File photo by Monica Zalaznik

August creature feature: Coyotes are sly, elusive and smarter than you may think

BUCKHANNON – Community members are encouraged to keep their pets inside at night and remove any food around their house to help prevent coyote appearances.

Coyotes are this month’s subject for My Buckhannon’s ongoing ‘Creature Feature’ series, and West Virginia Wildlife Center biologist Trevor Moore said the facility currently houses two coyotes: one male and a female. They were both brought in by biologists as puppies, with the male having lived at the center since 2008.

“Typically, they’re solitary or usually in mated pair together, they typically don’t form packs, but you always have people talking about them roaming in packs, usually their little family groups,” Moore said. “They’re solitary for a bit, then they form a family group for a while, and then they’ll go back to being solitary or pairs.”

While they are usually solitary creatures, coyotes can be seen all over West Virginia.

“People can encounter coyotes all over because they are there, and they’re so well adapted,” Moore said. “They’re one of the few wild animals that can survive in urban environments – they’re very flexible, they’re very opportunistic. You’re going to see them out in the countryside of rural areas, but then you’re also going to be able to see them in urban settings, too, and that’s just because coyotes are very smart. They figured out humans provide a lot of easy opportunity for food through our trash and unfortunately, through some of our pets.”

While coyotes don’t want to be seen, they will make appearances at people’s homes if they find an easy food opportunity.

“Reduce food outside, try and clean up any trash that you have outside,” Moore said. “They’re very opportunistic feeders, so they’re primarily going to be carnivores, but they will eat dog and cat food very easily and readily. That’s what we feed ours at the center – dog food. It’s also important to make things difficult for them to get into, don’t have trash laying around, bring in pets at night unless you have a very large pet, larger than an average coyote which can be up to 45 pounds.”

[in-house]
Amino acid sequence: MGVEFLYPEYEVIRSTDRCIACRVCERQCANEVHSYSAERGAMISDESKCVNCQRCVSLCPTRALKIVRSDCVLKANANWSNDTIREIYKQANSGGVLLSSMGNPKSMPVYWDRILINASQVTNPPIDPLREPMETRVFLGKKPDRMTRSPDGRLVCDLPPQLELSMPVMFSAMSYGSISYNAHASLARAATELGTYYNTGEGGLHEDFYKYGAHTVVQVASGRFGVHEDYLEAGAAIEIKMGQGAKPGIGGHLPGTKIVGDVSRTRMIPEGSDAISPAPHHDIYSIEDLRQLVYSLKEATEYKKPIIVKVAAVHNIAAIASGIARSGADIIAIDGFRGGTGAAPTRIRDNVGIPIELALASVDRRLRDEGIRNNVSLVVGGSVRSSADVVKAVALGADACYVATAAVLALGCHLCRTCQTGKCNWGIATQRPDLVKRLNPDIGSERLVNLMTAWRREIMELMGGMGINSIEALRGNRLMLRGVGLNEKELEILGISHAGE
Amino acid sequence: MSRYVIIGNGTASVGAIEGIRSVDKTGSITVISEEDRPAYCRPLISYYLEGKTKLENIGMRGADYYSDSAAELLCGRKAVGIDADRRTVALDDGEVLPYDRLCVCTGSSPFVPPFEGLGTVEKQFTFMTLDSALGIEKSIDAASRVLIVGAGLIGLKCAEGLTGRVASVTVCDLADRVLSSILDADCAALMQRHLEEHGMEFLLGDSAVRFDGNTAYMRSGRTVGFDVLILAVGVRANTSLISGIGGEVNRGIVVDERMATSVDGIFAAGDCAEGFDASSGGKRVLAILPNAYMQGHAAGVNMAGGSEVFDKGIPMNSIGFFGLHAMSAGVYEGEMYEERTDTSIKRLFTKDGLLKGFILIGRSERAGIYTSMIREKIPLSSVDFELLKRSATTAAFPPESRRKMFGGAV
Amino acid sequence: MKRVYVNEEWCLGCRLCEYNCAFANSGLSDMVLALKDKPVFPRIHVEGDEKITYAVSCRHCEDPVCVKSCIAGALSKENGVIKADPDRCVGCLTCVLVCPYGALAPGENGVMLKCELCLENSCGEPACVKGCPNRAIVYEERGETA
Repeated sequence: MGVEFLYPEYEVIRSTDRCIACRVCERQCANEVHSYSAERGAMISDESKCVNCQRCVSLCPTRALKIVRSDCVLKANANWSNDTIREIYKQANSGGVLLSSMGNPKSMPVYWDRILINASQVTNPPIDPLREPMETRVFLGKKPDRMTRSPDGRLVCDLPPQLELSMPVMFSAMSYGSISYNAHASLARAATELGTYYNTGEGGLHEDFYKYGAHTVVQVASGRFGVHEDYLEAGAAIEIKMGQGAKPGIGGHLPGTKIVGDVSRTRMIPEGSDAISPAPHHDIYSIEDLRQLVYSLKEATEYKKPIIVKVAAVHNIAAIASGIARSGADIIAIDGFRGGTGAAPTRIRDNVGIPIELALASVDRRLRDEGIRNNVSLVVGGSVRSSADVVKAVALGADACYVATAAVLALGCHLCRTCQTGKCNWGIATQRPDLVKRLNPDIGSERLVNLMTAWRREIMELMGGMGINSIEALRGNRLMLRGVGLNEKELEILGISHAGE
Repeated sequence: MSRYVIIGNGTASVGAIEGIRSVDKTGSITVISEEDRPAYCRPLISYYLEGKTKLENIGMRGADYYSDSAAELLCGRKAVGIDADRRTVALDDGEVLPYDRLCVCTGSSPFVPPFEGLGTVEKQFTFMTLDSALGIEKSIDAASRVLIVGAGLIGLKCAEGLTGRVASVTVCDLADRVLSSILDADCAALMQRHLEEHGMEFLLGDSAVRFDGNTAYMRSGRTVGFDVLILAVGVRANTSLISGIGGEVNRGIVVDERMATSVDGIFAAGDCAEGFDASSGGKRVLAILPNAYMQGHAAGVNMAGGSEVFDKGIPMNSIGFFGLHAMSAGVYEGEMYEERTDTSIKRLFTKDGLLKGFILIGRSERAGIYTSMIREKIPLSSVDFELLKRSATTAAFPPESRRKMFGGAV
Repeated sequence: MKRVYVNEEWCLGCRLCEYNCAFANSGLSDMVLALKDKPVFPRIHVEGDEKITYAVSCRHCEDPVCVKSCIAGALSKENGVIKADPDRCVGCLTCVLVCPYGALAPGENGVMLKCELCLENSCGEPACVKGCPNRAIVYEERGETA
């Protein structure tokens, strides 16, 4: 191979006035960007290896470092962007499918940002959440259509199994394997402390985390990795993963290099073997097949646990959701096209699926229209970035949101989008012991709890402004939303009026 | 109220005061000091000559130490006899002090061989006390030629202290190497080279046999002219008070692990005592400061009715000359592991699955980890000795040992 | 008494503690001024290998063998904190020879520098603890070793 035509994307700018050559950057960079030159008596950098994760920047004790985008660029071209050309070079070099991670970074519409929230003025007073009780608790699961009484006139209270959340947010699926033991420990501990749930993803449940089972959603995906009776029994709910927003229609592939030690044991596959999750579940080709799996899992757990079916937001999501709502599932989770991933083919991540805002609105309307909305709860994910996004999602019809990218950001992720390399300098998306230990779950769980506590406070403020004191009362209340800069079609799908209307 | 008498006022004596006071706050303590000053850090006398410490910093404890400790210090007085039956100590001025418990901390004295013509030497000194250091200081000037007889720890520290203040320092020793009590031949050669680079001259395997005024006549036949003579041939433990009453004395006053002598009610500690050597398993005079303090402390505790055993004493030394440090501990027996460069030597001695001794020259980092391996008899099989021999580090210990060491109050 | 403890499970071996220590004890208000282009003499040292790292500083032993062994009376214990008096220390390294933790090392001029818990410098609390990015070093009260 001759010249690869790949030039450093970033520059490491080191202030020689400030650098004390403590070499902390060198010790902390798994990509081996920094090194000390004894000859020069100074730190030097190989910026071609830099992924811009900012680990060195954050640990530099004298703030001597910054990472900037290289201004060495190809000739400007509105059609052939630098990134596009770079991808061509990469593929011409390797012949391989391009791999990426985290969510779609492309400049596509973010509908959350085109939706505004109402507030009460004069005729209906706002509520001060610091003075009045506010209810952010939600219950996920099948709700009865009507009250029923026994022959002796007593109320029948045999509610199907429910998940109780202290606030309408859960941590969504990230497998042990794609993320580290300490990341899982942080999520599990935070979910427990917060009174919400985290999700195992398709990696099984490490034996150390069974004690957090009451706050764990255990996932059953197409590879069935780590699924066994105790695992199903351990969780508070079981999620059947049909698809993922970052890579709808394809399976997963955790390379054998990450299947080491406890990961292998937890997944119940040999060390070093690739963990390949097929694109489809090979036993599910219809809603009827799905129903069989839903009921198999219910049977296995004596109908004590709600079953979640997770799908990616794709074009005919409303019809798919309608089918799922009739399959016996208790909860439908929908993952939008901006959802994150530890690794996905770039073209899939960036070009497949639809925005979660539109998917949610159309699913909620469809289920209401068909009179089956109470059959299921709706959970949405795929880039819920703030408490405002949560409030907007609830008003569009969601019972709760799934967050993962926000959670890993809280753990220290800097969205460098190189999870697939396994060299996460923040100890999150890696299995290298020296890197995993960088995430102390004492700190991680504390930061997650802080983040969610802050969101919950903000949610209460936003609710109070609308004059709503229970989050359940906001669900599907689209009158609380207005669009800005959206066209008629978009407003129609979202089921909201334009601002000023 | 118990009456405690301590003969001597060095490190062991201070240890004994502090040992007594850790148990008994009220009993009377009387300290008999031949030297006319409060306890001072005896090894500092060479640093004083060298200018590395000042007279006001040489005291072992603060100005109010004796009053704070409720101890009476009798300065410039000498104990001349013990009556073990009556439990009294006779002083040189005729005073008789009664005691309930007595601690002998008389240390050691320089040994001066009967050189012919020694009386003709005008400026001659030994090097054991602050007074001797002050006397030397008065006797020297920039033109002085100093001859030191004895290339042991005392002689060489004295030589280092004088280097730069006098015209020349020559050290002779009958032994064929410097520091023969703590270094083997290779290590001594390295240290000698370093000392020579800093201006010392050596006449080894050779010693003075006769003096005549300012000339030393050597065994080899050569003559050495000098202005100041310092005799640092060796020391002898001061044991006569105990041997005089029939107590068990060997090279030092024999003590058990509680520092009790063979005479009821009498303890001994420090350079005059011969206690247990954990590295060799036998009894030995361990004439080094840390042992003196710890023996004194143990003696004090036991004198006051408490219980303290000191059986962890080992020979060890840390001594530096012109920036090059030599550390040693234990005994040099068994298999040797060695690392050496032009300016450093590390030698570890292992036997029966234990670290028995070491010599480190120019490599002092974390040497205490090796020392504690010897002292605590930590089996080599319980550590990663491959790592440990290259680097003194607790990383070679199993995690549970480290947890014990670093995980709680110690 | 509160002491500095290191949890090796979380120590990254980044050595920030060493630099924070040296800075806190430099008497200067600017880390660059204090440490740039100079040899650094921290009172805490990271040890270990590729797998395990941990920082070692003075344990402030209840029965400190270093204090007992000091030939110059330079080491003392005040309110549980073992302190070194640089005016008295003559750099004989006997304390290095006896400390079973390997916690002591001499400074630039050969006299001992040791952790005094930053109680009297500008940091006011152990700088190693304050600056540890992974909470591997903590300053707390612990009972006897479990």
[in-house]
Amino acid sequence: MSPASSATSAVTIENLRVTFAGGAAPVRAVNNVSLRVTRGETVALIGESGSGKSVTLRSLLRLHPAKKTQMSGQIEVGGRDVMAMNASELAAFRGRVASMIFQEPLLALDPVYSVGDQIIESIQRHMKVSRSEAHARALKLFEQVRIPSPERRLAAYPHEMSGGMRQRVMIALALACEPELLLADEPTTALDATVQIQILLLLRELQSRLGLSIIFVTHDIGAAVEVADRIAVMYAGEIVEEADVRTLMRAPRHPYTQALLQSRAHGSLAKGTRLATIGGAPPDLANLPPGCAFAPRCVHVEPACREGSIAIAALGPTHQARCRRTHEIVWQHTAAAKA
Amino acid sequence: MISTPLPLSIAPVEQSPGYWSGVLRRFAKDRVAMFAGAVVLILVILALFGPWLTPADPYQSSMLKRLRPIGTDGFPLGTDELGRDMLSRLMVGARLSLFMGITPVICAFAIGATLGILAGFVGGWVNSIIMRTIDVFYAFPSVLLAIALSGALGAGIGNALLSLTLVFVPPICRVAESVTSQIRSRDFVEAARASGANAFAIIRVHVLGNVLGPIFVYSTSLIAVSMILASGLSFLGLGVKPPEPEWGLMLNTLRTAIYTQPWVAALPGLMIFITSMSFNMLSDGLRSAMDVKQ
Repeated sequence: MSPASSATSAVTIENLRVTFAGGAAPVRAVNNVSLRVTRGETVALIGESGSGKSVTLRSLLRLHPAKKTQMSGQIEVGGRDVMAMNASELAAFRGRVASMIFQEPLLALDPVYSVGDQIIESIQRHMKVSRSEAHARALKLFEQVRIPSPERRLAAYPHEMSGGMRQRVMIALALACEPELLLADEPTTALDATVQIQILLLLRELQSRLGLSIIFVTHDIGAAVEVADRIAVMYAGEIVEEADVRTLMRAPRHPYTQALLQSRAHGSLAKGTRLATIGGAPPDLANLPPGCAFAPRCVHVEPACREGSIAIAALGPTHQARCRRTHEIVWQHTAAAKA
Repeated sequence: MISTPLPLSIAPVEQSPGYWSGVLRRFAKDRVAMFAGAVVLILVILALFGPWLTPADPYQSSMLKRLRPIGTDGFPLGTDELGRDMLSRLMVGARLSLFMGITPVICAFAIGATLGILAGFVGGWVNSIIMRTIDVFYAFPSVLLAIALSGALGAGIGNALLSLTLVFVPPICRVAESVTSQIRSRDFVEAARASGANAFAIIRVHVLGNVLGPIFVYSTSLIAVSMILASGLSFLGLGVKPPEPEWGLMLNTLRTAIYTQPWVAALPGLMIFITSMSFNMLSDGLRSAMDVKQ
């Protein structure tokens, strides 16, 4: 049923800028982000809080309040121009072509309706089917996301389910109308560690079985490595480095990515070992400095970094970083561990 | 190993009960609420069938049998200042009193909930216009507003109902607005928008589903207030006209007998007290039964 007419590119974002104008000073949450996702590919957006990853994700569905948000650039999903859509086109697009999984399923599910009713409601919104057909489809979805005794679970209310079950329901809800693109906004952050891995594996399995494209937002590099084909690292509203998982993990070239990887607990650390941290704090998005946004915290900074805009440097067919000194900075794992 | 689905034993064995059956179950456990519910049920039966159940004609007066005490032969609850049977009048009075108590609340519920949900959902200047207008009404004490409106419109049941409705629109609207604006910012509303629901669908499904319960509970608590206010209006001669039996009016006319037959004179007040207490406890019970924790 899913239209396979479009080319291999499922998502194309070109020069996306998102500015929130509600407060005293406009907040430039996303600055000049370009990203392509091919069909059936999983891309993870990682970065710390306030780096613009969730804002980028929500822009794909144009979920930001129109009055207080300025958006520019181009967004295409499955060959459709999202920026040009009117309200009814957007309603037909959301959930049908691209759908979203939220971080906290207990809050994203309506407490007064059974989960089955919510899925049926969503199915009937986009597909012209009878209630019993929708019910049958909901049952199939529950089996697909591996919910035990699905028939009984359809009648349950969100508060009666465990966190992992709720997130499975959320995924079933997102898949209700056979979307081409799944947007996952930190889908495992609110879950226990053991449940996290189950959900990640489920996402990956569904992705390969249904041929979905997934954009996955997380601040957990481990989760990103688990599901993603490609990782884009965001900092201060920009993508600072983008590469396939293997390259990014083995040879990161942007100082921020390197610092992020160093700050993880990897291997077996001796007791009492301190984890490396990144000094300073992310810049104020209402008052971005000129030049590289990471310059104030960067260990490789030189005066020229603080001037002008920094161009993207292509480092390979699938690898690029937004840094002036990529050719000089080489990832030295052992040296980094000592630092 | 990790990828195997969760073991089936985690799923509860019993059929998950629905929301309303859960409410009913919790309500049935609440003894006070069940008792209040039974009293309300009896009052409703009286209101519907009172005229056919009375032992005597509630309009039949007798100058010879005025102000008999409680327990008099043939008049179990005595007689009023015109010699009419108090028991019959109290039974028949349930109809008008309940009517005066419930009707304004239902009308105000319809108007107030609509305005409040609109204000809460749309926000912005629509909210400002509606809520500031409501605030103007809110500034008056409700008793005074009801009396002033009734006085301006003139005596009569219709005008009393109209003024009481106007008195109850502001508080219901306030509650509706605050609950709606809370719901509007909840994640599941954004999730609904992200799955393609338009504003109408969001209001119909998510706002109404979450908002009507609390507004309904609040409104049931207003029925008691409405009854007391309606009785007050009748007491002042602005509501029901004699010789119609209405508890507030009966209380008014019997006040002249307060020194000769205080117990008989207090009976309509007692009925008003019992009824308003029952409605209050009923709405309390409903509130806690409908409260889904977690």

If a person does see a coyote, don’t approach it, especially if it appears to be acting strange.

“If it’s being overly aggressive, if it’s acting drunk and staggered around or anything like that, if it looks mangy, if it looks dirty and gross, do not approach it because that could be indicators of rabies – especially the aggressive and the drunken movements,” Moore said.

Coyotes are so prolific, it’s possible for them to live near a home and the residents may not know.

“Coyotes are a predator, but they’re not one of those top-tier predators; they have things that eat them, so they’re going to be wary of animals that are bigger and they’re very, very much like foxes where they’re very elusive,” Moore said. “Lots of times, you’ll probably have coyotes around and you’re not going to know it unless you find some feces or if you happen to see one just starting to go into the bush or something.”

A person is more likely to see coyotes in the spring when mated pairs start to have puppies.

“They’re going to be out looking for food, and there’s just more of them around, they’re forming bigger groups, so you’re more likely to see them then,” Moore said. “You might also see them during the wintertime more because they are probably scavenging a little bit more.”

Moore said they are so abundant that they are not worried about their population dropping at all.

“The population is very healthy,” he noted. “Since they are so good at adapting, especially to humans, there’s not a lot of concern there about the coyote population.”

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